TUESDAY, MAY 27, 2008
Women's basketball coaches to play for newly created Jacksonville Cougars of the WBCBL
It just happened to be by chance, but a simple phone call about one of their players led a pair of JU assistant coaches to revive their careers as Dee Pennix and DeUnna Hendrix will play for the newly formed Jacksonville Cougars of the Women’s Blue Chip Basketball League.
The WBCBL's mission is to provide highly competitive basketball for women in the United States. The competition level will vary from former college players to former NWBL and WNBA players and current International players in a league consisted of four regions and 29 teams.
In addition, the WBCBL has built a networking relationship with professional international basketball scouts and agents to broaden the possibility of higher-level professional jobs being offered.
“We got a phone call one day about Ashley Williams and whether she would be interested in playing in the league,” said Pennix, who played collegiately at High Point University. “While we were talking, they asked if we knew of any assistants or graduate assistants who would be interested in trying out for the team. DeUnna and I went to tryout and we both made the squad.”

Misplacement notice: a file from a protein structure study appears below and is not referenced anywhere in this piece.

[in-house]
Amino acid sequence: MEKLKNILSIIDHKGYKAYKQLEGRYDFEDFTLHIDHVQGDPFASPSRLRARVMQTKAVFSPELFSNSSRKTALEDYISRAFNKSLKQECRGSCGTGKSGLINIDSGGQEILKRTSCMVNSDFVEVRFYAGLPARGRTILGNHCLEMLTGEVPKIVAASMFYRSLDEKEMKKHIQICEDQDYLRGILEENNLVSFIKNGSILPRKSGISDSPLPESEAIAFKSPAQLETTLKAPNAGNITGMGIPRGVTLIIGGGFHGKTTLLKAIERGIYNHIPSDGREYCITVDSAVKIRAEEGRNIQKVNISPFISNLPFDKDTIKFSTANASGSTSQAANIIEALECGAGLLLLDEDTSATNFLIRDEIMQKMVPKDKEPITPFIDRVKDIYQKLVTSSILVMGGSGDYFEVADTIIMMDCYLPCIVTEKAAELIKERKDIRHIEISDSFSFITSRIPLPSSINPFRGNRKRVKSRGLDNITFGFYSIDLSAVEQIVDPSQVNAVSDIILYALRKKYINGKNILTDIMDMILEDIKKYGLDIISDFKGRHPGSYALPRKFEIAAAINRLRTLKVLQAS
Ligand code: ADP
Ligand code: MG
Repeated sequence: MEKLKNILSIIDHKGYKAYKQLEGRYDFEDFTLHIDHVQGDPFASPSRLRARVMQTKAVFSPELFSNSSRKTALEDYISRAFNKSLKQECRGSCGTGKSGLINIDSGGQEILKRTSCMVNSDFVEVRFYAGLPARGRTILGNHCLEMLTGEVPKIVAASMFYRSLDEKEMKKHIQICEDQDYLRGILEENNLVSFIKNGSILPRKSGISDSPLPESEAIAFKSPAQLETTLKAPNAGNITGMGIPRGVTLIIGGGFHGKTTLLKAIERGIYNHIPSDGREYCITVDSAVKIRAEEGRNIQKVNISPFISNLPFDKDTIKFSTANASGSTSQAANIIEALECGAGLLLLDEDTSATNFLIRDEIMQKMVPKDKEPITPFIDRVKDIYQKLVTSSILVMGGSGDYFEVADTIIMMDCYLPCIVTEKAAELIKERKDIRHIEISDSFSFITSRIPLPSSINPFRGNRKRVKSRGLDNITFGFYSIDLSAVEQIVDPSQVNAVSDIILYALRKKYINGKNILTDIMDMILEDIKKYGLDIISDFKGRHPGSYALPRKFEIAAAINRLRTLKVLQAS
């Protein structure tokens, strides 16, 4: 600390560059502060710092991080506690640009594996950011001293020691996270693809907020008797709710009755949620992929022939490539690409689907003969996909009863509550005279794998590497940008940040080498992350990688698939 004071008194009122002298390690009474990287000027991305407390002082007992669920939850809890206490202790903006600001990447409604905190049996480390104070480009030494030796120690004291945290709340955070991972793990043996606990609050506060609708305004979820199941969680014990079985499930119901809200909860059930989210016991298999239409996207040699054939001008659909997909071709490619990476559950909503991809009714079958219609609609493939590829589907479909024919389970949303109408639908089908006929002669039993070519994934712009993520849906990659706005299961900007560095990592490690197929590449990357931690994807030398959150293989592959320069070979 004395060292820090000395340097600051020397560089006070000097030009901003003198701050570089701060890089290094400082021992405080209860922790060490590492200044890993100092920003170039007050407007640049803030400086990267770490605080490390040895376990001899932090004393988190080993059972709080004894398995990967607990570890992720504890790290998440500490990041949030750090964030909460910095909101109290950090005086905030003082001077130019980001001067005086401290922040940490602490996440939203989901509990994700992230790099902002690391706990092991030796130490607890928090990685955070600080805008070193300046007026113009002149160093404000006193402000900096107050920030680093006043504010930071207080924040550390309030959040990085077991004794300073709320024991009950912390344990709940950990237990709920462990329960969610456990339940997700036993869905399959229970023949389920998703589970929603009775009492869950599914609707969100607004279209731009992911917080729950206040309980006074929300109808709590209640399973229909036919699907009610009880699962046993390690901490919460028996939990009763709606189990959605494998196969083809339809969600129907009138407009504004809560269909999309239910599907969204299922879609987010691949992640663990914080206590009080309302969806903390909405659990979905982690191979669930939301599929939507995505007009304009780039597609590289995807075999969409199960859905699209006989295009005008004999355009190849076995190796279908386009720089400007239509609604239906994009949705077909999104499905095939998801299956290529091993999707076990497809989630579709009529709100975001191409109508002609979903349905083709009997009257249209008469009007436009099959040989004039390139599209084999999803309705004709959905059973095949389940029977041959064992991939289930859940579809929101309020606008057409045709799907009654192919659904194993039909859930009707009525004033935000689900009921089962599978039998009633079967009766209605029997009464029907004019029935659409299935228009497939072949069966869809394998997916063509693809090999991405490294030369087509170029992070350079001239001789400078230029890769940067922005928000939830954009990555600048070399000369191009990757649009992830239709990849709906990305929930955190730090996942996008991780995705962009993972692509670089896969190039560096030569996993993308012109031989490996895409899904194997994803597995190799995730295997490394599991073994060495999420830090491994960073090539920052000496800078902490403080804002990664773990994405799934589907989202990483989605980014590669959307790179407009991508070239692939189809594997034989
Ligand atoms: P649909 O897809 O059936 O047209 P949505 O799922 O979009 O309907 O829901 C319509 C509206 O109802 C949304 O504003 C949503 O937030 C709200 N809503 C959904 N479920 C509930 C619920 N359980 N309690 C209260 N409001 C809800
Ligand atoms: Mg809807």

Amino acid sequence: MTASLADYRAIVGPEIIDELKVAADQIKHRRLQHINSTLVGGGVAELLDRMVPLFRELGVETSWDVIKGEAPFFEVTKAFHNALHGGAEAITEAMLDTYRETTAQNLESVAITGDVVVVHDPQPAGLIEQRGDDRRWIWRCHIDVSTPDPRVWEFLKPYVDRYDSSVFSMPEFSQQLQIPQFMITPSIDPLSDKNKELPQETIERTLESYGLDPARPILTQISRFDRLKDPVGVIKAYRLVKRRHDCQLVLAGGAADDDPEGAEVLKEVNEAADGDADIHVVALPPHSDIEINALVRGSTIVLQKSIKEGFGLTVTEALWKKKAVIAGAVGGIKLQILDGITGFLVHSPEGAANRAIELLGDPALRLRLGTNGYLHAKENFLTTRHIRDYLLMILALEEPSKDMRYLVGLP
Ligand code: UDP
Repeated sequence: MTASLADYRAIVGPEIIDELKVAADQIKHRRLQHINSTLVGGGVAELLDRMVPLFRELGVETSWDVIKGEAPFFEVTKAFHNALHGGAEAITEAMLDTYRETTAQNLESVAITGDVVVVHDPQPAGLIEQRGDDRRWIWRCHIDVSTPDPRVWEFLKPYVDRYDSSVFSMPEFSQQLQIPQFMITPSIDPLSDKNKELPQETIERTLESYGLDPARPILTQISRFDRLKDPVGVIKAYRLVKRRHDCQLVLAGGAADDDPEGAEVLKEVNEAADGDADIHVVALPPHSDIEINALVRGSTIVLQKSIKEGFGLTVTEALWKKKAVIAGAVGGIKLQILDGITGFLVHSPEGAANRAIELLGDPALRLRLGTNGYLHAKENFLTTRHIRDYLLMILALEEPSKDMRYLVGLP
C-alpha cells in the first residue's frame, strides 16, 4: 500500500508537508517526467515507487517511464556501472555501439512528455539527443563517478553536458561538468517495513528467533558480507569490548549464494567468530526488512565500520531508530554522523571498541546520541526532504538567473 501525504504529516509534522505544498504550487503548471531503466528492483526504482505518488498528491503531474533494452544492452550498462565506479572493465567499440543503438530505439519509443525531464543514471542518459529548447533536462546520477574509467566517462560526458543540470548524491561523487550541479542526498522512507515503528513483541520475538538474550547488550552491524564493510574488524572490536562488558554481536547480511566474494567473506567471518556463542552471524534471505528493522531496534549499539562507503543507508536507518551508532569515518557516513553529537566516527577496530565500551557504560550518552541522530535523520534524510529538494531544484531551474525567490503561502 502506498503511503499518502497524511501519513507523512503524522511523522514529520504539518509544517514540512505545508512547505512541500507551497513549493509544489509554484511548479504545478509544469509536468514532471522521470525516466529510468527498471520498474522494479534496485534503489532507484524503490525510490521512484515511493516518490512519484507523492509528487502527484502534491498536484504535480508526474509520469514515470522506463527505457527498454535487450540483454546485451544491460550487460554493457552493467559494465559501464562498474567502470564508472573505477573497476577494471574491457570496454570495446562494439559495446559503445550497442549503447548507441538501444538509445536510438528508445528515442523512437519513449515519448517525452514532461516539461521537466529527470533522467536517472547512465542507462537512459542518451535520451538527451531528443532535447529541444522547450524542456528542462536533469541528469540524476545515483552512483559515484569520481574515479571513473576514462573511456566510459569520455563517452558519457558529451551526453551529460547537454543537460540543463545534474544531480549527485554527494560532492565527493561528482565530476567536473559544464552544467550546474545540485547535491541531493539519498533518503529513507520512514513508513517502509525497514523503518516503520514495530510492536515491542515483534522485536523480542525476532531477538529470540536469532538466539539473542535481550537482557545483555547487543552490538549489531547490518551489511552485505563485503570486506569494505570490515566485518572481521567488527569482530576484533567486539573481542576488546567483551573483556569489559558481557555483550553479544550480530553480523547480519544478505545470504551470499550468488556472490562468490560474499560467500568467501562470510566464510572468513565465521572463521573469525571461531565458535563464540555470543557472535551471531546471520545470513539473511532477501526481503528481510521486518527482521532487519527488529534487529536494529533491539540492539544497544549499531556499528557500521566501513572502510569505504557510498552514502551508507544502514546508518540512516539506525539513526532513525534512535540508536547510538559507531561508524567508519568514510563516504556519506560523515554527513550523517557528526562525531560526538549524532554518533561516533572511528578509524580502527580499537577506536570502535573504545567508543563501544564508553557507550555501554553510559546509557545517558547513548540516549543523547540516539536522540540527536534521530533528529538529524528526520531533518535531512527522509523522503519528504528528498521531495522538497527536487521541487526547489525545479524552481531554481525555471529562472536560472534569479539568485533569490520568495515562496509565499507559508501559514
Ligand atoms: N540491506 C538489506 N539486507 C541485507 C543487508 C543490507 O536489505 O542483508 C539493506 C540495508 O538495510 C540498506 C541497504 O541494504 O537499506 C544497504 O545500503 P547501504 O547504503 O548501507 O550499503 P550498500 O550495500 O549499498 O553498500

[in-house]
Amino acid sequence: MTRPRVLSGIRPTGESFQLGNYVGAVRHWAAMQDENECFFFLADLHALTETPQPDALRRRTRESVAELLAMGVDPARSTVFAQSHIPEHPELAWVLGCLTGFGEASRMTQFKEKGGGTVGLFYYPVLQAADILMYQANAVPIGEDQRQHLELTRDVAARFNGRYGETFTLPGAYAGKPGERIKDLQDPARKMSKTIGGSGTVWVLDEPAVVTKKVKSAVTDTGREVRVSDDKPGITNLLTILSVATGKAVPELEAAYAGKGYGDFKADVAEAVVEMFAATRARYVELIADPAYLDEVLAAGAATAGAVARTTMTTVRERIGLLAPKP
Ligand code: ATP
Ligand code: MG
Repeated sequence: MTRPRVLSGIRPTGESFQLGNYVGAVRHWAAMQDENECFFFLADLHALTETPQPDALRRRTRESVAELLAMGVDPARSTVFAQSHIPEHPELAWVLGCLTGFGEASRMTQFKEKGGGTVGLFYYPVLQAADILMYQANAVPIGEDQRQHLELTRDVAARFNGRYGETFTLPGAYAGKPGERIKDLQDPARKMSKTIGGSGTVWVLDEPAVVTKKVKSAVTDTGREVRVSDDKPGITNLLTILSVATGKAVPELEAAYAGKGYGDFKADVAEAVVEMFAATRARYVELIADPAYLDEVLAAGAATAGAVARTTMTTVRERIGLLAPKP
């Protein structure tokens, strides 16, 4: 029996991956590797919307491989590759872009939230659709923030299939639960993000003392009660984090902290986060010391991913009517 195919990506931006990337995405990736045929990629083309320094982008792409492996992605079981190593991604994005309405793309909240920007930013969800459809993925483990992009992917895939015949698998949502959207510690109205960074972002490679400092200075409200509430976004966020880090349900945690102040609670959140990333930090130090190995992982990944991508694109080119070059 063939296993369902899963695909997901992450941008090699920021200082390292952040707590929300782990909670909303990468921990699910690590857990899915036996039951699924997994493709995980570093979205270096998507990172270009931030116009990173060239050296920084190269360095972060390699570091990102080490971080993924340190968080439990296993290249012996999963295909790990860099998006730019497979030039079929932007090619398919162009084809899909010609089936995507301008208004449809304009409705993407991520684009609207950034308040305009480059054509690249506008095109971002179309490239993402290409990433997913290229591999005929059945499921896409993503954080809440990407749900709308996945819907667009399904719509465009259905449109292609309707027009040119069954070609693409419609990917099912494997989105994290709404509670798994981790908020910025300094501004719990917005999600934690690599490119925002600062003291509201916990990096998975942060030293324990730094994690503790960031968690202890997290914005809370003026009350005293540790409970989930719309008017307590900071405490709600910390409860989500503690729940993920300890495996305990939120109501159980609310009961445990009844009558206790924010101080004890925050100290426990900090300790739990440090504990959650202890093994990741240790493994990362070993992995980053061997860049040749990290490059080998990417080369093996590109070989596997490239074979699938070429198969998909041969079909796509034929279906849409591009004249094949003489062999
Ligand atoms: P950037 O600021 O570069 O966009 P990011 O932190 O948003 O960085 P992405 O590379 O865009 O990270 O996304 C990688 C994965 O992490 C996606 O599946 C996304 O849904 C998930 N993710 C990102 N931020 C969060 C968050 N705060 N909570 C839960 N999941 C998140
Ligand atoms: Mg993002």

Pennix and Hendrix will join a squad of 14, which consists of players from 26-to-40, and will compete in the Suncoast Region against the Florida Heat, Florida Nighthawks, Lauderdale Lions, Miami Rain, Orlando Spirit, Palm Beach Storm and the Tampa X-Factor.
The schedule will be one single game every Saturday, beginning on June 7, with all Jacksonville Cougar home games to be played at Raines High School.
“We are doing it just to keep playing basketball because it’s what we love to do,” said Hendrix, who played collegiately at the University of Richmond. “This gives us an opportunity to play competitive games once a week and we are really looking forward to it.”
Curtis Foster, co-owner of the Savannah Warriors of the Southern Region, said players and coaches from leagues in Europe and South America, as well as former WNBA players, will take part in the league, giving local players exposure to prospective professional leagues and teams.
"These young ladies will have the opportunities for a second chance," Foster said. "A lot of them get out of school and they don't have anything else to do, and they play (recreational) ball. Some of them still have dreams of trying to make it to the next level. This is an opportunity for them."
2008-09 WOMEN'S BASKETBALL